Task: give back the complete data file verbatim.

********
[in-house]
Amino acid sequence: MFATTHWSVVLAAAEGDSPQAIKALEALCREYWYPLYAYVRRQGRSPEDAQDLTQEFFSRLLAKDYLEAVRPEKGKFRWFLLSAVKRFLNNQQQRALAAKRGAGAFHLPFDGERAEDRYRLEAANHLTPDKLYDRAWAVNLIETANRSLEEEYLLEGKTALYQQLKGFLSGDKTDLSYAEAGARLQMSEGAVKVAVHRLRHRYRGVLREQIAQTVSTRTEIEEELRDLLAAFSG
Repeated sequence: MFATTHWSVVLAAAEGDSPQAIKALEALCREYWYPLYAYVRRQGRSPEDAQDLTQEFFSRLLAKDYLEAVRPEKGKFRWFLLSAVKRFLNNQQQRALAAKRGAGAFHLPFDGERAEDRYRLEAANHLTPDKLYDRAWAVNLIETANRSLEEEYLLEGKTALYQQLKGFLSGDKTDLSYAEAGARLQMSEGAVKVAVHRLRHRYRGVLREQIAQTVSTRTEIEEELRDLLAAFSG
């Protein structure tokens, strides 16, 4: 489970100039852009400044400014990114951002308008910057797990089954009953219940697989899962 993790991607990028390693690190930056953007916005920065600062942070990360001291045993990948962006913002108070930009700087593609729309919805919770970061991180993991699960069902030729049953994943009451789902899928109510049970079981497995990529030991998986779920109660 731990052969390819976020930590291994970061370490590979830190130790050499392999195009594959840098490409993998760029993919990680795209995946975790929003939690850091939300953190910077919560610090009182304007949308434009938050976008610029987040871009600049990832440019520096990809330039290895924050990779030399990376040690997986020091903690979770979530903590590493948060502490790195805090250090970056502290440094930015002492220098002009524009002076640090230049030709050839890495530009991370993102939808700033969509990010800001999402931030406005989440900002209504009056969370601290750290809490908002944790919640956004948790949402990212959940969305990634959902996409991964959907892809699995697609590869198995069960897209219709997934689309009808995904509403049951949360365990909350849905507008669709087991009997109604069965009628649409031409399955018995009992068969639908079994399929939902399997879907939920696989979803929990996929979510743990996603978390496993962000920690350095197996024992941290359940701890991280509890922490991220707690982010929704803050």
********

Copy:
[in-house]
Amino acid sequence: MFATTHWSVVLAAAEGDSPQAIKALEALCREYWYPLYAYVRRQGRSPEDAQDLTQEFFSRLLAKDYLEAVRPEKGKFRWFLLSAVKRFLNNQQQRALAAKRGAGAFHLPFDGERAEDRYRLEAANHLTPDKLYDRAWAVNLIETANRSLEEEYLLEGKTALYQQLKGFLSGDKTDLSYAEAGARLQMSEGAVKVAVHRLRHRYRGVLREQIAQTVSTRTEIEEELRDLLAAFSG
Repeated sequence: MFATTHWSVVLAAAEGDSPQAIKALEALCREYWYPLYAYVRRQGRSPEDAQDLTQEFFSRLLAKDYLEAVRPEKGKFRWFLLSAVKRFLNNQQQRALAAKRGAGAFHLPFDGERAEDRYRLEAANHLTPDKLYDRAWAVNLIETANRSLEEEYLLEGKTALYQQLKGFLSGDKTDLSYAEAGARLQMSEGAVKVAVHRLRHRYRGVLREQIAQTVSTRTEIEEELRDLLAAFSG
């Protein structure tokens, strides 16, 4: 489970100039852009400044400014990114951002308008910057797990089954009953219940697989899962 993790991607990028390693690190930056953007916005920065600062942070990360001291045993990948962006913002108070930009700087593609729309919805919770970061991180993991699960069902030729049953994943009451789902899928109510049970079981497995990529030991998986779920109660 731990052969390819976020930590291994970061370490590979830190130790050499392999195009594959840098490409993998760029993919990680795209995946975790929003939690850091939300953190910077919560610090009182304007949308434009938050976008610029987040871009600049990832440019520096990809330039290895924050990779030399990376040690997986020091903690979770979530903590590493948060502490790195805090250090970056502290440094930015002492220098002009524009002076640090230049030709050839890495530009991370993102939808700033969509990010800001999402931030406005989440900002209504009056969370601290750290809490908002944790919640956004948790949402990212959940969305990634959902996409991964959907892809699995697609590869198995069960897209219709997934689309009808995904509403049951949360365990909350849905507008669709087991009997109604069965009628649409031409399955018995009992068969639908079994399929939902399997879907939920696989979803929990996929979510743990996603978390496993962000920690350095197996024992941290359940701890991280509890922490991220707690982010929704803050």